What makes this situation different to other market-moving shocks such as a natural disaster is the uncertainty around both the spread of the virus itself and then the ongoing economic impact. Typically bad news is digested immediately and then investors ‘look through’ to the potential recovery. This is what was happening in Australia following the recent bushfire crisis. Unfortunately, a steady stream of negative COVID-19 related news may continue for an extended period of time, and we may not know the full extent of the global economic impact until much later. Given the lagged impact of economic data releases, it can often be six months into a recession that investors realise they are in one. Many economists in Australia are already warning of a possible technical recession (two consecutive quarters of negative economic growth) – which would be the first in Australia in 29 years. In the meantime, we are closely watching leading indicators such as manufacturing surveys to gauge how much the slowdown in China is impacting the Australian economy.

Should investors be panicked?

We believe panic should be reserved for day-traders and speculators, not investors. In our view, astute investors typically follow a pre-set strategic asset allocation; while dynamic shifts can be made to take advantage of opportunities, large swings between growth vs. defensive asset classes are unusual. In our experience, emotionally-driven investment decisions are generally poor ones.

Should investors be selling (or buying) risk assets such as equities or credit?

This really depends on people’s individual circumstances, investment objectives and risk tolerance. Those considering selling down a particular asset class based on short-term market movements might have had too much risk in their portfolio to begin with based on their risk tolerance and/or time horizon. Alternatively some could have too much cash and might have missed out on some phenomenal returns from risk assets in recent years.

We run some multi-asset portfolios that are goals or objective-based and although they are managed in a highly dynamic manner, these portfolios tend to only hold cash for liquidity purposes. This is because real (after inflation) cash rates are negative and might contribute to investors failing to achieve their objectives over the medium to long term.

While perfectly timing market peaks and troughs is notoriously challenging, we do aim to exploit market mis-pricing in actively managed portfolios. Many institutions and individuals have structural cash allocations precisely for this reason: to take advantage of attractive opportunities. The reduced liquidity and increasing level of transaction costs in some assets such as corporate credit makes price discovery challenging during a market correction. While we do see some value emerging in some pockets, we believe it’s premature to be ‘pounding the table’ on any specific market dislocations at present.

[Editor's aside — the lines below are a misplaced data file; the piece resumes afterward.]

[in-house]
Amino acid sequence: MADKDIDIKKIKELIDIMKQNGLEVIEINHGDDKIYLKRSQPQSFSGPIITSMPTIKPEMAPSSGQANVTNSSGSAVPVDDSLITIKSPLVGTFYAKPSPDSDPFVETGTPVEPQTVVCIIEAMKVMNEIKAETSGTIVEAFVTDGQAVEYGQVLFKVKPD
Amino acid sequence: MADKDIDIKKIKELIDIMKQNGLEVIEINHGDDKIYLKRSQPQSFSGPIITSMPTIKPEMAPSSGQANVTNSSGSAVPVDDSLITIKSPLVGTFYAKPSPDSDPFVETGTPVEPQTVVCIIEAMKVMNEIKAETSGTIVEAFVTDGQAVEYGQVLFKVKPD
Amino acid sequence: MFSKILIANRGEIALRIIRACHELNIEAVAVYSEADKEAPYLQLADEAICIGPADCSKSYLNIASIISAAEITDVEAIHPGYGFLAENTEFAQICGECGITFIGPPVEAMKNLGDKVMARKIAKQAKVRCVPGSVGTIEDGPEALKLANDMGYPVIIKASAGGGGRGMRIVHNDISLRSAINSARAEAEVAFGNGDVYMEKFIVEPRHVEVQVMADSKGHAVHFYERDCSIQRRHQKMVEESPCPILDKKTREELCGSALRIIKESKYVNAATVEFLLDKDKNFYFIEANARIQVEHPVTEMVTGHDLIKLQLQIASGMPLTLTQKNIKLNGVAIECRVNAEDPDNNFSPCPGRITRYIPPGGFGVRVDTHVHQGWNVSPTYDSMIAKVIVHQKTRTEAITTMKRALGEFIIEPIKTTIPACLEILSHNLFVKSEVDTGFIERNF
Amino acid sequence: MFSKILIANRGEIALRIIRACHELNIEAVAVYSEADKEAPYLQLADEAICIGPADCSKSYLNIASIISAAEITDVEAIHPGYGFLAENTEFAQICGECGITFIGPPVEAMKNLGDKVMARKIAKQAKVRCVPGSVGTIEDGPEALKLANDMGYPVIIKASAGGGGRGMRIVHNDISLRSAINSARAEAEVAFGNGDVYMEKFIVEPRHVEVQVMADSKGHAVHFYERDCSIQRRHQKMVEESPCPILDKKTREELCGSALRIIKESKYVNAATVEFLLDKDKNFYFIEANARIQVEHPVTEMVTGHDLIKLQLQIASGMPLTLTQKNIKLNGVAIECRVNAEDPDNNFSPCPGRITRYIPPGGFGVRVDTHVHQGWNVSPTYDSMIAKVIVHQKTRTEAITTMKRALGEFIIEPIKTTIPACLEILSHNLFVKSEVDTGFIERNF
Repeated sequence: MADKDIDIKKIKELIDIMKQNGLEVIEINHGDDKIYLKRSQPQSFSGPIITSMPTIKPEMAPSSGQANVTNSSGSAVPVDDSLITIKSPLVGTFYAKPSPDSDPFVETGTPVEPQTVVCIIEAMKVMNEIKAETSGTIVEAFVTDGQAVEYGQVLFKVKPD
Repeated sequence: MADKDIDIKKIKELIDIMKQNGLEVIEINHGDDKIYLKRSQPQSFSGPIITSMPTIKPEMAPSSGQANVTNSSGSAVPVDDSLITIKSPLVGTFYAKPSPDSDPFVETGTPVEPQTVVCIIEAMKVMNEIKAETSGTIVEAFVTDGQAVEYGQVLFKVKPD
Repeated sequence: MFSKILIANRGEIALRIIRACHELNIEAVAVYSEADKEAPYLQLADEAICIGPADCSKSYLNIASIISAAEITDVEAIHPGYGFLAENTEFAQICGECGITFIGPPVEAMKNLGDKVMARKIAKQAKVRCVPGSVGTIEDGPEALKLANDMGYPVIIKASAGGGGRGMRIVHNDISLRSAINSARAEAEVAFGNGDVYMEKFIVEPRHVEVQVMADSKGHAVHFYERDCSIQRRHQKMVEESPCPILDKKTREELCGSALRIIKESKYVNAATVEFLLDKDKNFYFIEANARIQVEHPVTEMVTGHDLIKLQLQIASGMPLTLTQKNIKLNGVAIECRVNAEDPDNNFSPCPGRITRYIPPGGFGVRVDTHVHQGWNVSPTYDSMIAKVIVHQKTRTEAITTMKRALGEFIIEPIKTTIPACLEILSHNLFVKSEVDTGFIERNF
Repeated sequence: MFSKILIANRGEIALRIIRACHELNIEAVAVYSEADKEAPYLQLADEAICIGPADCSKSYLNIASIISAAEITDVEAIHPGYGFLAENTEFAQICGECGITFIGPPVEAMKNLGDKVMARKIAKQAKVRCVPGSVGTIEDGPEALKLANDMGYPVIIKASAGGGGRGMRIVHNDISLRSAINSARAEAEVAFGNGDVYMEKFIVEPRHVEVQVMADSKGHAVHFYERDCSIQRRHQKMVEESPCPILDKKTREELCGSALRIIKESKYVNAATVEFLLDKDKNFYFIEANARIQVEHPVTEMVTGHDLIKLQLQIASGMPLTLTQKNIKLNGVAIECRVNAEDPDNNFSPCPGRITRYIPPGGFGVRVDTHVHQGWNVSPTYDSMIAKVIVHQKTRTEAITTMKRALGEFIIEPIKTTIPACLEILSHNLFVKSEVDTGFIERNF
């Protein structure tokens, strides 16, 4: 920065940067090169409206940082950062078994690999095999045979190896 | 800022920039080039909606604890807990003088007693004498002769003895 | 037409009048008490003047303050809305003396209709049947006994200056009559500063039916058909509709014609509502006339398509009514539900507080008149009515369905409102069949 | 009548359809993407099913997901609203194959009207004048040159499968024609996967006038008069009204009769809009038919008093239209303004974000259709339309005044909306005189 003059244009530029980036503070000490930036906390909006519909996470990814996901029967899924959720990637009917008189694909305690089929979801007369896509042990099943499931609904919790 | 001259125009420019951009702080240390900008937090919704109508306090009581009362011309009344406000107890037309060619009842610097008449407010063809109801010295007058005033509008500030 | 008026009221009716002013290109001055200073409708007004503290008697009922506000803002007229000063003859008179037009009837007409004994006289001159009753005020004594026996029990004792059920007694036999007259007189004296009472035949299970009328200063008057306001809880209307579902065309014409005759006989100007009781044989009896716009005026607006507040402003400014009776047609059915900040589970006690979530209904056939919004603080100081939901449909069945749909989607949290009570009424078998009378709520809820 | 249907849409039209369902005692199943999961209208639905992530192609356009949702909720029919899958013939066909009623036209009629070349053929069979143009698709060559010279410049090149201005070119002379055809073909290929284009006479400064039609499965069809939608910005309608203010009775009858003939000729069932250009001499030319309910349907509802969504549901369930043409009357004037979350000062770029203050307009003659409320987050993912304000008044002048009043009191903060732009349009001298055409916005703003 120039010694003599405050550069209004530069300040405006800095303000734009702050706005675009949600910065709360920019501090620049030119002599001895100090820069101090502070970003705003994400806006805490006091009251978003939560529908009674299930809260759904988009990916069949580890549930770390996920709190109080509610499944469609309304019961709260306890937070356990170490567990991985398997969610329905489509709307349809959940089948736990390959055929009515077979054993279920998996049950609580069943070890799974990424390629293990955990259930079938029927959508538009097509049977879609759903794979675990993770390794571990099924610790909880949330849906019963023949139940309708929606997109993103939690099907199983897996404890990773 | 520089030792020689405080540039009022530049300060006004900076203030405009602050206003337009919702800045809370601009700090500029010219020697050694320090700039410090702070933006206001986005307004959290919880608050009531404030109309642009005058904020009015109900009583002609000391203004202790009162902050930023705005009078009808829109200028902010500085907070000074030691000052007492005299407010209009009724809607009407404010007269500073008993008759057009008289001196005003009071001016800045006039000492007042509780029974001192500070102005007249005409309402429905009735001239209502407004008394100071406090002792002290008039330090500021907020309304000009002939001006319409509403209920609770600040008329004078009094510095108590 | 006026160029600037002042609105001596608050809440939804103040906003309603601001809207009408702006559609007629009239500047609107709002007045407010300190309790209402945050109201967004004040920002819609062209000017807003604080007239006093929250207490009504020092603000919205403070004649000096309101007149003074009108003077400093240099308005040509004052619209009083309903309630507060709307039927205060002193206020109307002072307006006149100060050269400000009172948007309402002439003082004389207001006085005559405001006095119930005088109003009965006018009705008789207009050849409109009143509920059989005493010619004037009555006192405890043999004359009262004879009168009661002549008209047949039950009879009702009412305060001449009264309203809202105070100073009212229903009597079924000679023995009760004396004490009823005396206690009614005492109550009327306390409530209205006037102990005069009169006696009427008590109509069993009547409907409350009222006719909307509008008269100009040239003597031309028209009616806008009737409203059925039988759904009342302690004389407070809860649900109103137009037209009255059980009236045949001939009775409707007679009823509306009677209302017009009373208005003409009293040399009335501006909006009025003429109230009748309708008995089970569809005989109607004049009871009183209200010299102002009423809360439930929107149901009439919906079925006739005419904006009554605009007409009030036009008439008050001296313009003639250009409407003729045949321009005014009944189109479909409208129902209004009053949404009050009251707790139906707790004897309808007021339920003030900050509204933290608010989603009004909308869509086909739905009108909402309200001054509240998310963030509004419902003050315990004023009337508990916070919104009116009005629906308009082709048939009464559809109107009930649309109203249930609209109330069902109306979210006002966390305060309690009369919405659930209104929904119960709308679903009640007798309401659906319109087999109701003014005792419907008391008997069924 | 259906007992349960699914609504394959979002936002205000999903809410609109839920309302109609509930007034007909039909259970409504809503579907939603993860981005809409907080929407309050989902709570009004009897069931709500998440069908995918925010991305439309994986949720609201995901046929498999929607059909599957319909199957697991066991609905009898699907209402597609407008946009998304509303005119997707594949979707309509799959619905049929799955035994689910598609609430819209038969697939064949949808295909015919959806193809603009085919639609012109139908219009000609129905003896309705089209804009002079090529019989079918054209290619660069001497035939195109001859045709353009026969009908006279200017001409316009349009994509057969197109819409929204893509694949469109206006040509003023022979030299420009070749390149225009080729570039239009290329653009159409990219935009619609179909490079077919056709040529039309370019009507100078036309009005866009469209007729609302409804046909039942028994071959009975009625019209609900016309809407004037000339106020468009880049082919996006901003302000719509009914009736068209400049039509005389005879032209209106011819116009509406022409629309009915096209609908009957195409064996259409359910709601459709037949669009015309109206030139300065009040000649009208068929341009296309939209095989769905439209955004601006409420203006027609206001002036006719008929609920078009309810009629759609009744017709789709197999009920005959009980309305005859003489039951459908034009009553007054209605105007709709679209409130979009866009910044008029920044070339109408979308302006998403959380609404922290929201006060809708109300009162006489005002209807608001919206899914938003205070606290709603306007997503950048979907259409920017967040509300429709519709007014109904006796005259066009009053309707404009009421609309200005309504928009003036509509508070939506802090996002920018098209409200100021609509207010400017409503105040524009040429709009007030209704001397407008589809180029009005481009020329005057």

Did fixed income markets foreshadow this?

There’s an old saying in markets, “When equity people see flowers they think weddings, but when bond people see flowers they think funerals.” This gallows-humour-meets-dad-joke is a good reminder, however, that fixed income markets almost always foreshadow trouble on the horizon sooner than stock markets. The main reason is that fixed income investors are obsessively focused on the key macroeconomic drivers of bond yields – GDP growth, inflation, central bank policy, etc. On the other hand, stock analysts are typically concentrated on researching an individual company inside and out, not focusing on the macroeconomic cycle. It’s worth pointing out that bellwether US 10-year Treasury yields started responding by moving lower immediately after the New Year in January, ultimately moving from around 1.92% at the end of 2019 to an all-time low today (last quoted at 1.14%). Further, parts of the US yield curve have sharply inverted (a typical ominous sign of a looming economic slowdown). The yields on short term bonds (1 and 3 month) are now higher than the yield on 10-year Treasuries.

How have we positioned portfolios as events have unfolded?

Positioning has been varied by asset class and client mandate, although in general a degree of market volatility is typically favourable for active managers. In diversified fixed income portfolios, we have held overweight duration positions in most major rates markets as the crisis has unfolded. These strategies have supported performance outcomes relative to benchmarks.

We have also seen credit market spreads widen in sympathy with equities although have observed that investors have typically been selling higher quality, more liquid names and therefore we have not seen the full extent of the moves across the market. We expect pricing to catch up over the coming weeks and will then be in a position to reassess relative value. For portfolios with a higher percentage in riskier assets such as multi-asset and emerging markets debt there has been an overall de-risking, albeit in a measured way. For instance, exposure to various Asian equity markets has been lowered in our multi-asset strategies. These portfolios subsequently implemented protection strategies in case of a sustained drawdown in equities. These strategies have ranged from simple out-of-the-money put options to a protective collar and extended across US, European and Australian equities.